At least 11 hospitalizations and 127 seizures linked to vaping, as FDA investigates
The Wisconsin Department of Health Services is reporting a number of hospitalizations of teenagers displaying severe lung disease, with suspicions of links to recent e-cigarette use. The FDA has also recently revealed it has accumulated 127 reports of seizures claimed to be related to e-cigarette use, as concern grows over the potential negative health effects of heavy vaping.
Late in July the Children's Hospital of Wisconsin revealed a recent cluster of eight hospitalizations of teenagers with lung damage over the prior month. The exact cause of this unusual spike in hospitalizations was unclear but the hospital hypothesized heavy e-cigarette use as the primary factor connecting all the young patients.
The Wisconsin Department of Health Services quickly followed up with a statement saying several more cases of teenagers with severe lung disease had been reported, 11 confirmed and seven more suspected. The symptoms varied in severity, from simple shortness of breath and fatigue, to more acute cases of chest pain, with some patients needing immediate breathing assistance.
"We are currently interviewing patients, all of whom reported recent vaping," said Andrea Palm, in a statement from the Wisconsin DHS. "Our disease investigators continue to gather information about the names and types of vape products that were used in hopes of determining a common link. We strongly urge people to avoid vaping products and e-cigarettes. Anyone – especially young people who have recently vaped – experiencing unexplained breathing problems should see a doctor."
Back in April the FDA offered an update on its ongoing investigation into health concerns surrounding e-cigarette use. A primary focus of the investigation was reports of seizures associated with vaping. Seizures are a known side effect of nicotine toxicity so it wasn't an unreasonable connection to investigate. At the time the FDA had collected 35 reports of seizures following the use of e-cigarettes, but as Scott Gottlieb, the former commissioner of the FDA noted at the time, these reported cases were most likely just a small percentage of the total potential cases that could have occurred.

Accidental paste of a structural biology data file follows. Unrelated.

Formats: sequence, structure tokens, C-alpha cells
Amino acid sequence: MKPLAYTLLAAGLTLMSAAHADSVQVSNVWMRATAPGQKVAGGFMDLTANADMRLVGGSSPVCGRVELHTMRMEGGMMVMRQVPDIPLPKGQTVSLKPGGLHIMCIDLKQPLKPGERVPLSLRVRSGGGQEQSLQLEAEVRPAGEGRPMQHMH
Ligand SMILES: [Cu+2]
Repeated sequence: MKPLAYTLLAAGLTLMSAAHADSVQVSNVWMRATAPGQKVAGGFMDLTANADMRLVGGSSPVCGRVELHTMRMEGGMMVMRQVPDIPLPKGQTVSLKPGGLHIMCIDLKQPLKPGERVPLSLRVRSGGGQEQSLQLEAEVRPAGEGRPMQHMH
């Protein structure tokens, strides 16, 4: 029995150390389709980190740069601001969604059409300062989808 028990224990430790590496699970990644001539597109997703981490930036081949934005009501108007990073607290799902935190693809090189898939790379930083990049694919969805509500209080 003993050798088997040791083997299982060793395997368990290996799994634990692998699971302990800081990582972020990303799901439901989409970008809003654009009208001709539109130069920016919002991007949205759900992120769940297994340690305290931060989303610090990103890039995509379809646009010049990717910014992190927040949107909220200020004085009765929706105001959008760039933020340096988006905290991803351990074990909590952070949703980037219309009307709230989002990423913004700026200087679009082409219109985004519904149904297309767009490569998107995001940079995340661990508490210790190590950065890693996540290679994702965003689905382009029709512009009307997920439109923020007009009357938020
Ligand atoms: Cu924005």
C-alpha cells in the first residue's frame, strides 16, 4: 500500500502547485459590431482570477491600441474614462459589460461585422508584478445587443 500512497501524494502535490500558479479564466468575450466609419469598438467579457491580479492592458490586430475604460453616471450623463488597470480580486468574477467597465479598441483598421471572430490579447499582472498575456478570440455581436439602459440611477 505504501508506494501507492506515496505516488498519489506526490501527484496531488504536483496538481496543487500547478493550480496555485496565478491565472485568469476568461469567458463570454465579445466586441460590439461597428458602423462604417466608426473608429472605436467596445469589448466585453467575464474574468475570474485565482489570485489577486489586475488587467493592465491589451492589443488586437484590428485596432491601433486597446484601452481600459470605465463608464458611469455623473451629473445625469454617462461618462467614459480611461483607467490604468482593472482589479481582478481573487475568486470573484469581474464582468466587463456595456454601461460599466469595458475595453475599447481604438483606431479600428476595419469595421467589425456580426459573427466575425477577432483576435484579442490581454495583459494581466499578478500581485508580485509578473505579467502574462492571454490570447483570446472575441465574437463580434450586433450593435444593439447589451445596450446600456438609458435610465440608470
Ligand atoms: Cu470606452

"While 35 cases may not seem like much compared to the total number of people using e-cigarettes, we are nonetheless concerned by these reported cases," Gottlieb noted in a statement in April. "We also recognize that not all of the cases may be reported. We believe these 35 cases warrant scientific investigation into whether there is in fact a connection."
A recently published update from the FDA on this investigation has now revealed a large number of new reports have been submitted. In total, the FDA has received 127 reports of seizures or neurological symptoms thought to be associated with e-cigarette use.
It is important to note that these reports are of cases that have occurred between 2010 and 2019, so they do not indicate a specific rise in frequency over recent months, but instead are a collection of cases that have mostly been unreported or undocumented since the rise of e-cigarette use over the past decade.
Ned Sharpless, the current acting FDA commissioner, has again reiterated the call for any additional reports from health care professionals or the general public, suggesting the more information that can be obtained, the more effective the ongoing investigation can be.
"The FDA is continuing its scientific investigation to determine if there's a direct relationship between the use of e-cigarettes and a risk of seizure or other neurological symptoms," says Sharpless. "Although we still don't have enough information to determine if e-cigarettes are causing these reported incidents, we believe it's critical to keep the public updated on the information we've received based on the agency's initial request for reports earlier this year."
It is obviously way too soon to conclude any definitive connection between e-cigarette use and these health incidents, however, the growing concern over teen vaping is the current focus of a US Senate investigation, and the foundation of a growing wave of e-cigarette prohibition that is sweeping the globe.